Area Forecast Discussion
Issued by NWS St. Louis, MO
FXUS63 KLSX 272341
AREA FORECAST DISCUSSION...UPDATED AVIATION
NATIONAL WEATHER SERVICE ST LOUIS MO
641 PM CDT Sat Jun 27 2015
.SHORT TERM: (Through Late Tonight)
Issued at 325 PM CDT Sat Jun 27 2015
Sfc ridge will continue to build into the region this eve. Ridge
axis is progd to move swd thru the after Midnight tonight, bringing
swly winds to nrn and wrn portions of the CWA late tonight. Expect
high to possible mid level clouds to move into nrn portions of the
CWA near sunrise.
With the winds becoming swly late tonight, have trended slightly
warmer for these areas. For other areas, have trended aob the cooler
guidance for tonight, esp for ern Ozarks regions, with winds
becoming light under a clear sky. With much cooler temps expected,
can not rule out FG development overnight. The deep mixing today
will help cool dewpoints which may help prevent FG development.
Otherwise, expect SHRA that develops this afternoon to dissipate
quickly with sunset with the remainder of tonight dry.
.LONG TERM: (Sunday through Next Saturday)
Issued at 325 PM CDT Sat Jun 27 2015
(Sunday through Sunday Night)
Complex of showers and thunderstorms ahead of a potent northwest flow
vort max is expected to be just northwest of the forecast area early
Sunday morning. This area is expected to head into portions of
northeastern Missouri and west-central Illinois around midday.
Not sure whether or not area of showers/storms will sustain itself
through the morning hours but believe the area might as the
low-level moist/warm advection sustains itself. In any
event...strengthening of this complex...if it sustains
itself...would be likely along with new development downstream.
Supercells will be favored convective mode due to favorable
deep-layer shear (35-45 knots) along with a sufficiently unstable
airmass. As SPC noted in their discussion...NAM dewpoints and
therefore progged instability seems highly suspect but GFS MLCAPE
values would still support supercells. All forms of severe weather
will be possible late afternoon/early evening on Sunday though large
hail does seem like the predominate threat due to steep lapse rates
aloft. However...damaging wind gusts and isolated tornadoes also
possible. Highest threat of severe weather will be during the
afternoon hours across central and northeastern Missouri.
Initial supercells may collide/congeal into clusters by early
evening with damaging winds becoming more of a threat. Storms are
expected to gradually weaken as instability wanes by late evening.
By 0600 UTC, front will be nearly bisecting the CWA with chance PoPs
from 6-12 UTC.
Regarding high temperatures for tomorrow...went near or slightly
above warmer MET guidance as NW flow/clipper type disturbances are
notoriously known for yielding highs warmer than guidance south and
west of the track of the surface low.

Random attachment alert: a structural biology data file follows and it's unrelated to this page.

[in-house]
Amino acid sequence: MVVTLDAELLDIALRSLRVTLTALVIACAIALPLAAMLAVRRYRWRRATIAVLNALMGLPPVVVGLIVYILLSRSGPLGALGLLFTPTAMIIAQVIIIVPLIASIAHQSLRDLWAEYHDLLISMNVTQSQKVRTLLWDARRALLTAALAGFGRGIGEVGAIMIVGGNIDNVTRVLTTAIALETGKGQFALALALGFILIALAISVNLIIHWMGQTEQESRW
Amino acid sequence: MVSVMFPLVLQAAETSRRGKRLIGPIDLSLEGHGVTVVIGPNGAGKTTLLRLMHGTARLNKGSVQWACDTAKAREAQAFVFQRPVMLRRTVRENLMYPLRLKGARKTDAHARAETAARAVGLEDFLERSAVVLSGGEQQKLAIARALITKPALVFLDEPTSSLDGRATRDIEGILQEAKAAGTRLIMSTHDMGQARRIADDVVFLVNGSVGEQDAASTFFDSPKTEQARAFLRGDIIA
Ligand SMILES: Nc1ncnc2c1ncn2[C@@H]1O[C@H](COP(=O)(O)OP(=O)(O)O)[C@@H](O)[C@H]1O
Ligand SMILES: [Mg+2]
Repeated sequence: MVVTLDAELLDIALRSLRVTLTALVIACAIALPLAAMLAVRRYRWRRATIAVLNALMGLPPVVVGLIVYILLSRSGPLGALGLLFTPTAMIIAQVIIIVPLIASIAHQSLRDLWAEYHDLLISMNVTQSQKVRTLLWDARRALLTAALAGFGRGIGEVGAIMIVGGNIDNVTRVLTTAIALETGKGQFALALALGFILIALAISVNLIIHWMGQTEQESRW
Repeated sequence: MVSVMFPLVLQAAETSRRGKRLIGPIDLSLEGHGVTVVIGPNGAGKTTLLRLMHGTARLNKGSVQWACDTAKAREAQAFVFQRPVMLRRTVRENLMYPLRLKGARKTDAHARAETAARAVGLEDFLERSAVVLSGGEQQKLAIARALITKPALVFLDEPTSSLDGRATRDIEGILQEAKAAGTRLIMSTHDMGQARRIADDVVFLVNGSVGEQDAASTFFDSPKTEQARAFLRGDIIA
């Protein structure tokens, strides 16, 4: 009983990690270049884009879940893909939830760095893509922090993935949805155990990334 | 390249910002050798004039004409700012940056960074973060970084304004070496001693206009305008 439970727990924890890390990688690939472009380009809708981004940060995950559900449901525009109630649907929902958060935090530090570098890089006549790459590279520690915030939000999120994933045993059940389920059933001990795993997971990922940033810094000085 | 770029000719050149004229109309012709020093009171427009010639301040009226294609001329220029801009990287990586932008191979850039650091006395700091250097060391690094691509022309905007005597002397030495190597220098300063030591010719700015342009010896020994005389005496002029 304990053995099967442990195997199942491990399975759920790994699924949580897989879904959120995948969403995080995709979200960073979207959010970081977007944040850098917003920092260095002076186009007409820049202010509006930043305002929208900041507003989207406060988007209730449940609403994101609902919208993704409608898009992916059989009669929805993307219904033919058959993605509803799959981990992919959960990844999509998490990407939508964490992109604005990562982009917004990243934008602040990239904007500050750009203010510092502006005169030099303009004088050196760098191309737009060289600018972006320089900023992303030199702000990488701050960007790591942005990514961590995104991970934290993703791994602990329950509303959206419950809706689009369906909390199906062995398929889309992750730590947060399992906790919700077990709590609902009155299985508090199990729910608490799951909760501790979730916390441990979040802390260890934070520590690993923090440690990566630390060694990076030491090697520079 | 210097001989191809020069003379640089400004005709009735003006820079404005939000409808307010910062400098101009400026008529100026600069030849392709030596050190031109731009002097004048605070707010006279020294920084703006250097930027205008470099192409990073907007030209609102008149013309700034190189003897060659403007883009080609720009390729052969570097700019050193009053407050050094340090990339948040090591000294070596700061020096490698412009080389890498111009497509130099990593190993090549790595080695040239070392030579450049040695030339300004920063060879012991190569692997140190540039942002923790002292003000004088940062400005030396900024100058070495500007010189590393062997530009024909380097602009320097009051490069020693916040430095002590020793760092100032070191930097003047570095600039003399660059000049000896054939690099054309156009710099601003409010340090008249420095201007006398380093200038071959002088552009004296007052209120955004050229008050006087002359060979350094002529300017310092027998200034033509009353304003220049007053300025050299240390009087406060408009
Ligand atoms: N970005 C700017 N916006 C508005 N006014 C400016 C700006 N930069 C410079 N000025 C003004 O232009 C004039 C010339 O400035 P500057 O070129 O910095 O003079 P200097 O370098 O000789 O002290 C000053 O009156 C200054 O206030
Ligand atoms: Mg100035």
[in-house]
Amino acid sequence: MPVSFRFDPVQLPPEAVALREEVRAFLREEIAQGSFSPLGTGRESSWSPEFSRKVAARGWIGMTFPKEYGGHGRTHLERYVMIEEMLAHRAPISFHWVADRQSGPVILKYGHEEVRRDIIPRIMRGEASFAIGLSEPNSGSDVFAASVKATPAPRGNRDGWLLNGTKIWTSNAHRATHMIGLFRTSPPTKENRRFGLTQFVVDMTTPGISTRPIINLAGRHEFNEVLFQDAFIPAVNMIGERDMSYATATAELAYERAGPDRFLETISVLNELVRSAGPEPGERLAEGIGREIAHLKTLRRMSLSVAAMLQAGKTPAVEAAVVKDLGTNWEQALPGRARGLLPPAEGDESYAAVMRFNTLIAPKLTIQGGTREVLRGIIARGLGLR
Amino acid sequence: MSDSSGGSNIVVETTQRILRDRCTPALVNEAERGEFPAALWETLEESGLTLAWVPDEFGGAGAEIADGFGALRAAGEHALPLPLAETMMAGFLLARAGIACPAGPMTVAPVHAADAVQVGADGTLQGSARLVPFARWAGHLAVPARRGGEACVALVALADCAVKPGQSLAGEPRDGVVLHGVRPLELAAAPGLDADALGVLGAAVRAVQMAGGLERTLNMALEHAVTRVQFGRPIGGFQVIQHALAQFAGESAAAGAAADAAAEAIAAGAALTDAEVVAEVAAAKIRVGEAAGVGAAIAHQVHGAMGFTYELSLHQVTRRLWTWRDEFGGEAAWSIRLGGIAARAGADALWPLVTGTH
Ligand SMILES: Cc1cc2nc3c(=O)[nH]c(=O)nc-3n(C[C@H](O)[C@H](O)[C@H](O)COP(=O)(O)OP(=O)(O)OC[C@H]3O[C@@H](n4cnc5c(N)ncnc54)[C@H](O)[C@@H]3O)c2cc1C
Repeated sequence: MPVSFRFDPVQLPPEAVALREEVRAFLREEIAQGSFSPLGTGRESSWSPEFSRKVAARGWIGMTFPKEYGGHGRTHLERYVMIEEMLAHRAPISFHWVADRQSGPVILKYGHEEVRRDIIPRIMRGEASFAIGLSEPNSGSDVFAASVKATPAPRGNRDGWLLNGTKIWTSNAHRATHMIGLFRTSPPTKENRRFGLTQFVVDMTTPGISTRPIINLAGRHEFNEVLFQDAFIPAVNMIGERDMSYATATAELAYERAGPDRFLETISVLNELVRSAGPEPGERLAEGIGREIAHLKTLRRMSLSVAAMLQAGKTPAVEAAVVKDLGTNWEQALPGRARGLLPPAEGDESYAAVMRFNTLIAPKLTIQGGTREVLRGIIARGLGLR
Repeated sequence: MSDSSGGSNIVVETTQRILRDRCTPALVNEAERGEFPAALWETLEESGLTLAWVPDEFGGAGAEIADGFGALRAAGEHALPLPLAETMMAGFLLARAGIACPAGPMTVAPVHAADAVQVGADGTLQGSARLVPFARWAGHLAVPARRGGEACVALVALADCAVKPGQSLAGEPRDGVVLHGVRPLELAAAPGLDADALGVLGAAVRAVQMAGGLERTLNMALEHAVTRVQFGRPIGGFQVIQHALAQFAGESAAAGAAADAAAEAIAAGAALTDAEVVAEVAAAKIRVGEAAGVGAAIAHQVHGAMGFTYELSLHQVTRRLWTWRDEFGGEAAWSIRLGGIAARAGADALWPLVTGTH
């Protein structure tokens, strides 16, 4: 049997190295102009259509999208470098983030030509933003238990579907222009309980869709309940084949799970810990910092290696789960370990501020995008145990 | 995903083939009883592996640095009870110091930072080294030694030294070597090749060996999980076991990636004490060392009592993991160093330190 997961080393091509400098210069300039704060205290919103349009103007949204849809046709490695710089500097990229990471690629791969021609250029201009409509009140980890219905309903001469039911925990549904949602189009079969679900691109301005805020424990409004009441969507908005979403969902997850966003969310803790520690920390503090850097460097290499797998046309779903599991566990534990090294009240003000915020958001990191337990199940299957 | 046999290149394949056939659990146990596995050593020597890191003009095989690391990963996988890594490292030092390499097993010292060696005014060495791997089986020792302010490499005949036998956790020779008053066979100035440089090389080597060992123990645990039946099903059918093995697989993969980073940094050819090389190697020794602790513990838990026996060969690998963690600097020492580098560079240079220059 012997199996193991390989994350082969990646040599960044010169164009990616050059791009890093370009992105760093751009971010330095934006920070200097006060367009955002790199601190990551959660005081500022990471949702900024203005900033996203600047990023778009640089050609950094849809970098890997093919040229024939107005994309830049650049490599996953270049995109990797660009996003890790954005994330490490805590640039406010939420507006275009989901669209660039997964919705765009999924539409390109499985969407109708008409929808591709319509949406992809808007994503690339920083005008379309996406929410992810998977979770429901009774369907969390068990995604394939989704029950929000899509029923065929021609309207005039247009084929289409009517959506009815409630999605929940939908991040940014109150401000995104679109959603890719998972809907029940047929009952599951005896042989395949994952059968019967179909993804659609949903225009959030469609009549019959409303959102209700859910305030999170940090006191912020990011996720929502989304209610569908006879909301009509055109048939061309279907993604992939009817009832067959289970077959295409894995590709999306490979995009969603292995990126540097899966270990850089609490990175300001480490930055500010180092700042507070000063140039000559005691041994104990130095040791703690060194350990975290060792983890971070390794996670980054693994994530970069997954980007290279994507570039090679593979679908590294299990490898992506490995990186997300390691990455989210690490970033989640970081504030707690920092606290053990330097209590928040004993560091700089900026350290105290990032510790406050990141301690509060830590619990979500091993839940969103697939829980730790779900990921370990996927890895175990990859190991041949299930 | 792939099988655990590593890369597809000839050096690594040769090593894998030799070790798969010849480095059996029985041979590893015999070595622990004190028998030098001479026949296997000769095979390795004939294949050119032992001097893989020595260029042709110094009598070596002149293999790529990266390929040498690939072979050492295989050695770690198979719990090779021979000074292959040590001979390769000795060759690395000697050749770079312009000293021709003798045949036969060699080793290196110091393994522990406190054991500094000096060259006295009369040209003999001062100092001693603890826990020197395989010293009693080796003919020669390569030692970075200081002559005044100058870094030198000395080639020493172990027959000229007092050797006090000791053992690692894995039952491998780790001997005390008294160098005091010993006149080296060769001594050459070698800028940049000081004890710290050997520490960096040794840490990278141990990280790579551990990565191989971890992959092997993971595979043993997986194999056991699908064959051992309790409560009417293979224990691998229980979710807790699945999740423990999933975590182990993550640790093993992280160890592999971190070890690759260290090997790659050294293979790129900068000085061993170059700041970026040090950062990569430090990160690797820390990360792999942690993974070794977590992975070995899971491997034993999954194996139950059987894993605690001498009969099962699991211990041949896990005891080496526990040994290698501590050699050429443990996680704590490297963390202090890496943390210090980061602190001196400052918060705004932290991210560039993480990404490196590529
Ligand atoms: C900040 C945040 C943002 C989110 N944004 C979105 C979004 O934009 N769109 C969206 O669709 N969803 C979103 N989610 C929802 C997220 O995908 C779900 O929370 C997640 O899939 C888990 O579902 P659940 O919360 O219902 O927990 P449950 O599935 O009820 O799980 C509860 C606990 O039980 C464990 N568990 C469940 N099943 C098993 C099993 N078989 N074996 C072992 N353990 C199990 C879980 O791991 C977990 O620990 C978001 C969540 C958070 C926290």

(Monday through Saturday)
Quieter weather looks to be on tap for early next week with only a
slight chance of showers/storms Monday through Tuesday mainly east
of the Mississippi River. Another active period of weather looks in
store late Tuesday night through Thursday. Best chances of showers
and storms currently look to be on Wednesday and Wednesday night as
another shortwave embedded within northwest flow transverses the
mid-Mississippi Valley. Still some uncertainty of course with
regards to track/timing...but unfortunately this appears to be
another event which may produce some widespread rain amounts of a
couple of inches and exacerbate ongoing river flooding.
Temperatures will start off near seasonal norms Monday and Tuesday
due to deep mixing and westerly surface flow. Leaned above warmest
guidance each day due to these factors. By Wednesday and
Thursday...clouds/precip chances should yield below normal highs and
near normal low temperatures.
NW flow aloft looks to continue heading into the 4th of July weekend
with continued chances of showers/storms along with slightly below
.AVIATION: (For the 00z TAFs through 00z Sunday Evening)
Issued at 619 PM CDT Sat Jun 27 2015
Specifics for KUIN, KCOU: A few rain showers were moving from
north to south outside the 5-10 nmi vicinity of KUIN and KCOU at
TAF issuance, but radar and satellite trends suggest that these
showers should stay east of the terminals. Rain showers are
expected to dissipate after sunset with the loss of daytime
heating. Light fog is possible tonight given the clear skies and
light winds. Initially north to northwest winds will gradually
back overnight and become southwesterly ahead of an approaching
low pressure system. BUFKIT profiles show that 20kt gusts are
possible after 28/16z.
Specifics for KSTL, KCPS: A few rain showers were moving from
north to south towards the St. Louis metro area TAF sites at TAF
issuance, but these showers should quickly dissipate tonight with
the loss of daytime heating. Generally VFR conditions are expected
overnight, although some light fog is possible given the clear
skies and light winds. Winds will gradually back overnight and
become southwesterly tomorrow ahead of an approaching low
pressure system. Additional thunderstorms are expected to develop
tomorrow afternoon and affect the St. Louis metro area terminals
during the afternoon and evening hours.
Specifics for KSUS: The moderate rain shower which passed over
KSUS about an hour ago has added plenty of moisture to the lower
atmosphere. The late-day addition of so much moisture has
increased the odds of radiational fog development overnight given
the expected clear skies and light winds. Otherwise, aviation
concerns at KSUS are the same as for KSTL and KCPS (please see